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When was the unordered_map concept built into g++?

Because the following code throws an error.

#include<iostream>
#include<unordered_map>
#include<stdio.h>

using namespace std;

std::unordered_map<std::int,int> mirror;

mirror['A'] = 'A';
mirror['B'] = '#';
mirror['E'] = 3;

int main(void)
{
    std::cout<<mirror['A'];
    std::cout<<mirror['B'];
    std::cout<<mirror['C'];
    return 0;
}

I am compiling the code as follows:

g++ -c hashexample.cpp
g++ -o result hashExample.o
./result

The error I got is this:

inavalid types int[char[ for aaray subscript

What is the fix for this?

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Apart from the solutions offered below you can consider changing your template from <int,int> to <char, int> as you are using only chars for providing the key. Just an observation/suggestion! –  another.anon.coward Sep 9 '11 at 9:19
    
that should not even compile because of the std::int, which is not valid C++. –  phresnel Sep 9 '11 at 9:20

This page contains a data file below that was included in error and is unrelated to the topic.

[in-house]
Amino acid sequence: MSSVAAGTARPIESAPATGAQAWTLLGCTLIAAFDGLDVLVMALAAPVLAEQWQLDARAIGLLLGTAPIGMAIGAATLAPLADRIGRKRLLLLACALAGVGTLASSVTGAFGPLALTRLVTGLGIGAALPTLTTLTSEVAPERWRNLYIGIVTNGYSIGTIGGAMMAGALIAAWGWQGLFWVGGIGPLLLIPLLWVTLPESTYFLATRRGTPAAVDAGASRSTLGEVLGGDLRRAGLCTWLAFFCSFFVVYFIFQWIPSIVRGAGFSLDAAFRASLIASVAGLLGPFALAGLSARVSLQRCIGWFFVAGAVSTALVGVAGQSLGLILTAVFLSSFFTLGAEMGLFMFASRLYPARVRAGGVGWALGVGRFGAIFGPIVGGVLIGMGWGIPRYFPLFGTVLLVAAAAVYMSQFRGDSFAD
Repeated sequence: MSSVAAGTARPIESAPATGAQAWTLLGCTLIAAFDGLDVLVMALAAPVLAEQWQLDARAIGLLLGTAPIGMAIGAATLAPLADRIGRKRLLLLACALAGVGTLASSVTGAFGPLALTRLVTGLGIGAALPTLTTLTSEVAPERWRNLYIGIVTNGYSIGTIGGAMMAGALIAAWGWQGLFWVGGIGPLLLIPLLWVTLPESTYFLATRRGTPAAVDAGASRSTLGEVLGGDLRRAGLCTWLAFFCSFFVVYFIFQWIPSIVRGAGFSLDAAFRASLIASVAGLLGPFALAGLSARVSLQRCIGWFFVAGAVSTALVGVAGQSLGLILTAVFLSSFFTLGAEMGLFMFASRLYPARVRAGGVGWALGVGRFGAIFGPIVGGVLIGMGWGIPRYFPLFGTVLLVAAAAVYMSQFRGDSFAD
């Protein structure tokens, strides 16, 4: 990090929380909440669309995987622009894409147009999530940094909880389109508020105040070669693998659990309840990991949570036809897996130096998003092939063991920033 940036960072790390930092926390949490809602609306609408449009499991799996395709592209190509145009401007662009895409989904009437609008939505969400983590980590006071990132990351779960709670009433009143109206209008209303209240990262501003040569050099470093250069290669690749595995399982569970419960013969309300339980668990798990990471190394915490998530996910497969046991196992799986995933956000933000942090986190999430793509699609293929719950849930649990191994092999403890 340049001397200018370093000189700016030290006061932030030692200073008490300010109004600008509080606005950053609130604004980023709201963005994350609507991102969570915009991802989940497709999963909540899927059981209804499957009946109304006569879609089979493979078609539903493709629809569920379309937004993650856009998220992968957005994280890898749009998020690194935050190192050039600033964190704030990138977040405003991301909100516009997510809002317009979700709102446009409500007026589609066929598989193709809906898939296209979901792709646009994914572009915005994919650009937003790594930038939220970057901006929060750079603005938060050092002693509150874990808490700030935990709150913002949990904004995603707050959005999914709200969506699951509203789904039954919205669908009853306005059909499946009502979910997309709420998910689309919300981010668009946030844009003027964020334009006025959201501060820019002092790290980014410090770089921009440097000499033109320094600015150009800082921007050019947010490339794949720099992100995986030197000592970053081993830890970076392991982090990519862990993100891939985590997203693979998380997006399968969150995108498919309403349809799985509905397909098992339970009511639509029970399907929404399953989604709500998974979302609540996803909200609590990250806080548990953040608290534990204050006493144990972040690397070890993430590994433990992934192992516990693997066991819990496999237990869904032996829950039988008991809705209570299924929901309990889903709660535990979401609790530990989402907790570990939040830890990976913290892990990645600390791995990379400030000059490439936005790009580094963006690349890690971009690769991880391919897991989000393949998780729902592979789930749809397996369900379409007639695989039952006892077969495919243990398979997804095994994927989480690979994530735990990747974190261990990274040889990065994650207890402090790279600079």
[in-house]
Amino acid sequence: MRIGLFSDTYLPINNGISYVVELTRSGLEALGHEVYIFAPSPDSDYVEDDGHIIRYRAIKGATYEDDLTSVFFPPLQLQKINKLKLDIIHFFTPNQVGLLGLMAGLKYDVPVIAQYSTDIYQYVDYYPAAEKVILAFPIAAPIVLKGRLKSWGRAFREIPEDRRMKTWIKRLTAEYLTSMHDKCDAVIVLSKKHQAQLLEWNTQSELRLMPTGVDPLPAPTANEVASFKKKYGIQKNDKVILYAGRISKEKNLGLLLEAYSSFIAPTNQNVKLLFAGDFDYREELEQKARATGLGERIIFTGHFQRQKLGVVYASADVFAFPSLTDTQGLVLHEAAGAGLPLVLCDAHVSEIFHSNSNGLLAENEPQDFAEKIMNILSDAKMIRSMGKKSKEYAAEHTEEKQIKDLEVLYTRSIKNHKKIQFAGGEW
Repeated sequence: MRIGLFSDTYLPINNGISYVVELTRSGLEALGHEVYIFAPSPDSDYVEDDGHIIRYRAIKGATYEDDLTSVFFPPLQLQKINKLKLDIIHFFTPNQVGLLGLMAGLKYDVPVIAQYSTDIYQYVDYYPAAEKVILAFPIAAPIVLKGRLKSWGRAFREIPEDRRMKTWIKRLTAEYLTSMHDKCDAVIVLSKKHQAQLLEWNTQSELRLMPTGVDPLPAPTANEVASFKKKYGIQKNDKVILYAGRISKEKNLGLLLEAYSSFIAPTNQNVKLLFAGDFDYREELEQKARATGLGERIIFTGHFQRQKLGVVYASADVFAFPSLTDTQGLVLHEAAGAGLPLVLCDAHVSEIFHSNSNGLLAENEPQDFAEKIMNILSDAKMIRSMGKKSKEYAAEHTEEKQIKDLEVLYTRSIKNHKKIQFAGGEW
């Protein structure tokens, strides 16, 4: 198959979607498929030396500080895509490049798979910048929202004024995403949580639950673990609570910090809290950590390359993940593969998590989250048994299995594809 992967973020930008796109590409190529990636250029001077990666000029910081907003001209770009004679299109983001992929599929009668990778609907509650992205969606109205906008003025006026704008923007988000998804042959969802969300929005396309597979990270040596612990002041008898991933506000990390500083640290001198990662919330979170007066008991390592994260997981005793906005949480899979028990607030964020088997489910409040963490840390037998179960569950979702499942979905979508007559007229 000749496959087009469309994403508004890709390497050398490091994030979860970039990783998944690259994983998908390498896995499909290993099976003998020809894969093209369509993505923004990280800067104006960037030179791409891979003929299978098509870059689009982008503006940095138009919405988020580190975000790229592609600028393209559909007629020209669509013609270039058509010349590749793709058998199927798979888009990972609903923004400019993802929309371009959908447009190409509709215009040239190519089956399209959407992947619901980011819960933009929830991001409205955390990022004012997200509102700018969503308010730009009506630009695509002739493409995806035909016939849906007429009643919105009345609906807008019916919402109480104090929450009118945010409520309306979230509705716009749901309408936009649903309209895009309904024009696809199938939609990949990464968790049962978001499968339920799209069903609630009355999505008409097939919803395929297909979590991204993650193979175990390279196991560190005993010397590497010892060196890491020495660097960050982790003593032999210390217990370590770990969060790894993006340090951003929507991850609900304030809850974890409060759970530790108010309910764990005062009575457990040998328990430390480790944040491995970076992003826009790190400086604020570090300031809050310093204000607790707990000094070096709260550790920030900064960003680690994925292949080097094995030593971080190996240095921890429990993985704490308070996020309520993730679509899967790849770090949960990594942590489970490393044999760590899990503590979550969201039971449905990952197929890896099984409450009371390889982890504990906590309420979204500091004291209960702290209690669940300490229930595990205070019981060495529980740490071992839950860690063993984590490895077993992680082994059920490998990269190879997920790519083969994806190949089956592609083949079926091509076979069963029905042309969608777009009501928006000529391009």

1  
stdio.h has been deprecated in C++ since at least 13 years ago, and why are you not indenting your code? –  Lightness Races in Orbit Sep 9 '11 at 9:24
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2 Answers

up vote 4 down vote accepted

The problem is your assignment. You cannot assign values to your map in this place. C++ is not a script language.
This program works fine on my machine with gcc4.6:

#include<iostream>
#include<unordered_map>

std::unordered_map<int,int> mirror;

int main() {
    mirror['A'] = 'A';
    mirror['B'] = '#';
    mirror['E'] = 3;

    std::cout<<mirror['A'];
    std::cout<<mirror['B'];
    std::cout<<mirror['C'];
}
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You can do it "in this way", just not "in this place"! –  Lightness Races in Orbit Sep 9 '11 at 9:24
1  
@Tomalak: You are right "in this place" is better. –  mkaes Sep 9 '11 at 9:36
    
yeah, I saw that too. however I cannot put it in main. –  crazy_pants Dec 8 '12 at 7:56
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First, as mkaes points out, you cannot put assignments outside functions, so you have to put it in any, for example main.

As for unordered_map, for recent versions of gcc, if you don't want to go into C++11, you can use the TR1 version of unordered_map:

#include <tr1/unordered_map>

and the type std::tr1::unordered_map. You know, C++11 supersedes all this, but you will (at least in GCC) get this working.

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